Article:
NFTs… non-fungible tokens… Everyone’s talking about them, right? Yeahnah… not Australians outside the crypto bubble. Not really. But that could be set to change, according to a new Finder study.

The comparison site has created a new Global NFT Adoption report that gives an overview of worldwide NFT engagement and shows Australia isn’t exactly high up the list. In fact, it comes in at 16th (but at least we’re ahead of the Poms).

It’s possibly a bit surprising, seeing as other recent Finder studies have shown pretty high crypto engagement with more than one in six Aussies apparently owning some form of cryptocurrency.



The report polled more than 28,000 people across 20 countries to compare NFT ownership and found that only 4.6% of Australian internet users currently own NFTs – well below the global average of 11.7%.

However, that figure is expected to rise significantly pretty soon – an additional 7.1% of Aussies surveyed said they plan to acquire an NFT in the near future.


Wait, so WTF’s an NFT?

NFT stands for non-fungible token. When something is non-fungible, it simply means it’s unique and can’t be replaced – like a Picasso painting, land, or a diamond.

NFTs are the digitised, tokenised form of non-fungible assets, and they’re built on smart-contract blockchains such as Ethereum, Solana, Cardano and others. Just about anything you can think of that could be deemed an asset has the potential to be tokenised in NFT form – for fractional ownership or otherwise.

And it’s why the cryptoverse, as well as various influential celebs and sportspeople, are getting so excited about it. It’s the “tokenisation of everything”, including films, art, music, gaming (especially gaming), land ownership, ticketing, and much more.


Key NFT report takeaways

• Australia currently ranks 16th for NFT ownership out of 20 countries and regions.

4.6% of Australian internet users currently have NFTs and 7.1% plan to own NFTs in the future.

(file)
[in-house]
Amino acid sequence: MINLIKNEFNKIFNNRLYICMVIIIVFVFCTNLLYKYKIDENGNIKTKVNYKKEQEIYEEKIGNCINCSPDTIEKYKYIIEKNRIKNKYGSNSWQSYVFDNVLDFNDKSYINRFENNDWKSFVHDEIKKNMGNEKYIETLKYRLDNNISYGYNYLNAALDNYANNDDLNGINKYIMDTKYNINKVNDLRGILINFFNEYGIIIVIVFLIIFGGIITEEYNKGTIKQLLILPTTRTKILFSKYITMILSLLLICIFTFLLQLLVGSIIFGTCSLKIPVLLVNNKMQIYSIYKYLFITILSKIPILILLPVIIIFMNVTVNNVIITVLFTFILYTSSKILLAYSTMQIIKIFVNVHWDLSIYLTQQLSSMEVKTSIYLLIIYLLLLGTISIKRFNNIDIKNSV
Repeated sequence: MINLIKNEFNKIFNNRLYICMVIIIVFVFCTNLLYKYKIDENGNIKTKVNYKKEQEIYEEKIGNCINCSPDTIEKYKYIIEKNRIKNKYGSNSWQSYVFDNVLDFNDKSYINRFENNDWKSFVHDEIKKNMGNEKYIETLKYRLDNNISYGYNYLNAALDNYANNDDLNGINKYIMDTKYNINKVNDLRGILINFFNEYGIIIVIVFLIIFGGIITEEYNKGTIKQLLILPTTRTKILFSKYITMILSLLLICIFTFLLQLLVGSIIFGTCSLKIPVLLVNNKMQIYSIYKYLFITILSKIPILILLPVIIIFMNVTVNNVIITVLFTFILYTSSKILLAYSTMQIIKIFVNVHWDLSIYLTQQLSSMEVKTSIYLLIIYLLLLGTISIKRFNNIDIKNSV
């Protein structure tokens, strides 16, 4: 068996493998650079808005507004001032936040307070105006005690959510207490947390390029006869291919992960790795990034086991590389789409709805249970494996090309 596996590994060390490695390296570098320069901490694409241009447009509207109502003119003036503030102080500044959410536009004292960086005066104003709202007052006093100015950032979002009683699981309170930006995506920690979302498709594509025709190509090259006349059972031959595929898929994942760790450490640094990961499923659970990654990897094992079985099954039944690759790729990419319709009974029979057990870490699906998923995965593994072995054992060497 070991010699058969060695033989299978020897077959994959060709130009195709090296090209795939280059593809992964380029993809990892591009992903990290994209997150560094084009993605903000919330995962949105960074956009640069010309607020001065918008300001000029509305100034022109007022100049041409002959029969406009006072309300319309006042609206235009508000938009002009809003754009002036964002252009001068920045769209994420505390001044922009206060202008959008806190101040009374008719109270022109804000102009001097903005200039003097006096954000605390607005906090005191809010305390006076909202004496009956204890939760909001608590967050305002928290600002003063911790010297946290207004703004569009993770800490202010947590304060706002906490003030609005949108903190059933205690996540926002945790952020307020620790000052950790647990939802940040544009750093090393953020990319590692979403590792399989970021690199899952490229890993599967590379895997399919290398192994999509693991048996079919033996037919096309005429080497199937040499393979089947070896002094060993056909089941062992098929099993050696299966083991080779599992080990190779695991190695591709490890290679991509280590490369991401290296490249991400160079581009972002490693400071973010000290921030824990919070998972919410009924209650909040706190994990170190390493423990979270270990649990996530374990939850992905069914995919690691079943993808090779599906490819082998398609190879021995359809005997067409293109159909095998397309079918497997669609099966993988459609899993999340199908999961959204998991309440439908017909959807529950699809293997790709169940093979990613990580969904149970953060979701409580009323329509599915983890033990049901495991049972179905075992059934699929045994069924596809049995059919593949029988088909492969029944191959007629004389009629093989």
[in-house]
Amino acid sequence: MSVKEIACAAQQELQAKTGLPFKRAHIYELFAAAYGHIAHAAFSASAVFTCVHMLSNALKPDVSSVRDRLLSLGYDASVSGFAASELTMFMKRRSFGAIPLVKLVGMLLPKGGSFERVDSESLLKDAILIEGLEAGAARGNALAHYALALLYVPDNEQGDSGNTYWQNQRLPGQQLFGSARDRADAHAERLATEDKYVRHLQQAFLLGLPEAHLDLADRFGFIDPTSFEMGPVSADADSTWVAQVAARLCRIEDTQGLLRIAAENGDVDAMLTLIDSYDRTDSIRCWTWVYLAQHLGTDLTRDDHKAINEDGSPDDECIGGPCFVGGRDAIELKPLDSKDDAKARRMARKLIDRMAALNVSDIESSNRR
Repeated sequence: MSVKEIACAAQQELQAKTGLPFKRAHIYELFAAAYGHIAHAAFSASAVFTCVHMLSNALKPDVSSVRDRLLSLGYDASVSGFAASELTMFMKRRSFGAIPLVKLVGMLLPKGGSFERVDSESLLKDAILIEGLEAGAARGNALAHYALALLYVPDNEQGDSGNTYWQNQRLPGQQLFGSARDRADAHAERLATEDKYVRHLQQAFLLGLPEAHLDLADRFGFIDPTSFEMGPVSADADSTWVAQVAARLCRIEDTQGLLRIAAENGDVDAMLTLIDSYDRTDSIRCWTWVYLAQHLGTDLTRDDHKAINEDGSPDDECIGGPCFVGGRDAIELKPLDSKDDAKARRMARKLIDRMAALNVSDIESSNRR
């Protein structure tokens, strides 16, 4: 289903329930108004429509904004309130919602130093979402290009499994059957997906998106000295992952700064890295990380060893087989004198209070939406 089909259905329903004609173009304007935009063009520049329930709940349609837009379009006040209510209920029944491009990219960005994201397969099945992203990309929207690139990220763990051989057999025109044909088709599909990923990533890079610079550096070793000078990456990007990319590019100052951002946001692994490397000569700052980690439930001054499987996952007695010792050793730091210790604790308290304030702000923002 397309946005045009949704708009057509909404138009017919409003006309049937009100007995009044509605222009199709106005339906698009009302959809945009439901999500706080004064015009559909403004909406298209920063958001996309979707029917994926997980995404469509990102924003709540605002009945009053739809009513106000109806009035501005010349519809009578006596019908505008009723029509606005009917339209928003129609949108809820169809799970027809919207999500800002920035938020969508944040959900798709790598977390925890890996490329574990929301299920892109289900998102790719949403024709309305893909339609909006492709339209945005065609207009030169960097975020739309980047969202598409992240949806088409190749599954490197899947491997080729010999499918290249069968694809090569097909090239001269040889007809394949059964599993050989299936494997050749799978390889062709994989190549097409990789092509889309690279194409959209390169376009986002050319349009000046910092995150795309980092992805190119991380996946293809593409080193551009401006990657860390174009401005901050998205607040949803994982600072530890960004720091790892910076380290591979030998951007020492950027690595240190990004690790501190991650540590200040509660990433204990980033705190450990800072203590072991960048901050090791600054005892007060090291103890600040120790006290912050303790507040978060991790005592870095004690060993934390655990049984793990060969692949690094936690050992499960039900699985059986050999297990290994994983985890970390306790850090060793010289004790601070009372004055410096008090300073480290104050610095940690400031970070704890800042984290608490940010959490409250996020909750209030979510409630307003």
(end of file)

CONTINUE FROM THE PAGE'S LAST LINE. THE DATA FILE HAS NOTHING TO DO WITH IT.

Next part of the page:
Less than a third of Australians know what NFTs are.

• NFT adoption is the highest in the Philippines (32%) and lowest in Japan (2.2%).

5.5% of Aussie men surveyed say they own at least one NFT. The figure is 3.7% for Aussie women.

• That makes the gender gap in Australia (1.8%) lower than the global gender gap (2.7%).

According to Finder’s cryptocurrency editor Keegan Francis, countries with higher levels of adoption typically have a lower average wage of working citizens.

“People are quitting their jobs because they can make more money trading NFTs or playing NFT play-to-earn games,” said Francis. “Additionally, NFTs may serve as the nexus through which they enter the cryptocurrency industry in general.”

Francis also made the point that because exchanges can be difficult to obtain an account on if you don’t have government identification, NFT games make it easier for people to gain exposure to crypto.

“These NFT games don’t require ID, and yet allow you to make money. Once you’ve made some money in cryptocurrency, you can trade it for whatever else you might want, such as Bitcoin or Ethereum,” said Francis.


How many people know what an NFT is?

The Finder report indicates that while NFT adoption is forecast to increase around the world in future, a large number of people still don’t know what NFTs are.

And this is despite a huge year for NFTs in general, with high-profile celebrities such as Snoop Dogg, Doja Cat, NFL star Tom Brady and numerous others all tweeting, spruiking and pumping various things non-fungibly crypto.

Japan has the highest percentage of people who said they don’t know what NFTs are (90%), followed by Germany (83%) and the United Kingdom (79%).

On the other end of the spectrum, however, the Philippines recorded the lowest percentage at 49%, followed by Nigeria (52%) and Thailand (53%). And the report indicates that adoption is only expected to increase around the world in the coming years.

“There is a strong correlation between those who know what NFTs are and those who own NFTs. This suggests ownership will increase as people become aware of NFTs,” reads the Finder study.